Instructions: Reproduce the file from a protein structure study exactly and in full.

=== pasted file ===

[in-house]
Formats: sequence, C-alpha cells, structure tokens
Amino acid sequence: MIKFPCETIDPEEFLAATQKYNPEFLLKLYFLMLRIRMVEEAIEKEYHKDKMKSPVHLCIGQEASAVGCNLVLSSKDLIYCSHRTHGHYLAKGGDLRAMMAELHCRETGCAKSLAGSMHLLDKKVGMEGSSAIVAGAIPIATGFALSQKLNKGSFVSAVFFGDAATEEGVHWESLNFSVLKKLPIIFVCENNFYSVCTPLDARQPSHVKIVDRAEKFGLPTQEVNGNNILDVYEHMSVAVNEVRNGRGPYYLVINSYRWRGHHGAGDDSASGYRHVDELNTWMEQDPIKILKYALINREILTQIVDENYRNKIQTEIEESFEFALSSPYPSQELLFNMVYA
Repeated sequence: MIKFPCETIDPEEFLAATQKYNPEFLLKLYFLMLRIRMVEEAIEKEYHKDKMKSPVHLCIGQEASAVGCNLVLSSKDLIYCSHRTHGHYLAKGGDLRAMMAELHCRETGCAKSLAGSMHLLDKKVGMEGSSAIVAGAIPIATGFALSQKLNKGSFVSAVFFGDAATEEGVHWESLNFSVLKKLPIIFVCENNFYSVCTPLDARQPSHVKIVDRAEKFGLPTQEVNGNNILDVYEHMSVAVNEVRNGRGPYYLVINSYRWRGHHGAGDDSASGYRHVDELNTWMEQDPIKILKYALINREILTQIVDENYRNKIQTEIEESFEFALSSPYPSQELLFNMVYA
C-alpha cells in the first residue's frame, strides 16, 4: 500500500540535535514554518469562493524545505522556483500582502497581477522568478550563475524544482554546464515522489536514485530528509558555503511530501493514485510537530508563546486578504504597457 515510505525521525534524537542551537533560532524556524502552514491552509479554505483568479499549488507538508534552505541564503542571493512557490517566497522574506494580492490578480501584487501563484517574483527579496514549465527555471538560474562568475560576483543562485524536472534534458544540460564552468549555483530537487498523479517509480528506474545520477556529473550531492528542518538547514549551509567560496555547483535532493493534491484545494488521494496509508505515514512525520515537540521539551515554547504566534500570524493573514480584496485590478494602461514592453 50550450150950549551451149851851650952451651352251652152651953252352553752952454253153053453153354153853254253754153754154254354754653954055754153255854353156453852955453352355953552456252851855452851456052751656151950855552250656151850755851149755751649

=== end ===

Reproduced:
[in-house]
Formats: sequence, C-alpha cells, structure tokens
Amino acid sequence: MIKFPCETIDPEEFLAATQKYNPEFLLKLYFLMLRIRMVEEAIEKEYHKDKMKSPVHLCIGQEASAVGCNLVLSSKDLIYCSHRTHGHYLAKGGDLRAMMAELHCRETGCAKSLAGSMHLLDKKVGMEGSSAIVAGAIPIATGFALSQKLNKGSFVSAVFFGDAATEEGVHWESLNFSVLKKLPIIFVCENNFYSVCTPLDARQPSHVKIVDRAEKFGLPTQEVNGNNILDVYEHMSVAVNEVRNGRGPYYLVINSYRWRGHHGAGDDSASGYRHVDELNTWMEQDPIKILKYALINREILTQIVDENYRNKIQTEIEESFEFALSSPYPSQELLFNMVYA
Repeated sequence: MIKFPCETIDPEEFLAATQKYNPEFLLKLYFLMLRIRMVEEAIEKEYHKDKMKSPVHLCIGQEASAVGCNLVLSSKDLIYCSHRTHGHYLAKGGDLRAMMAELHCRETGCAKSLAGSMHLLDKKVGMEGSSAIVAGAIPIATGFALSQKLNKGSFVSAVFFGDAATEEGVHWESLNFSVLKKLPIIFVCENNFYSVCTPLDARQPSHVKIVDRAEKFGLPTQEVNGNNILDVYEHMSVAVNEVRNGRGPYYLVINSYRWRGHHGAGDDSASGYRHVDELNTWMEQDPIKILKYALINREILTQIVDENYRNKIQTEIEESFEFALSSPYPSQELLFNMVYA
C-alpha cells in the first residue's frame, strides 16, 4: 500500500540535535514554518469562493524545505522556483500582502497581477522568478550563475524544482554546464515522489536514485530528509558555503511530501493514485510537530508563546486578504504597457 515510505525521525534524537542551537533560532524556524502552514491552509479554505483568479499549488507538508534552505541564503542571493512557490517566497522574506494580492490578480501584487501563484517574483527579496514549465527555471538560474562568475560576483543562485524536472534534458544540460564552468549555483530537487498523479517509480528506474545520477556529473550531492528542518538547514549551509567560496555547483535532493493534491484545494488521494496509508505515514512525520515537540521539551515554547504566534500570524493573514480584496485590478494602461514592453 50550450150950549551451149851851650952451651352251652152651953252352553752952454253153053453153354153853254253754153754154254354754653954055754153255854353156453852955453352355953552456252851855452851456052751656151950855552250656151850755851149755751649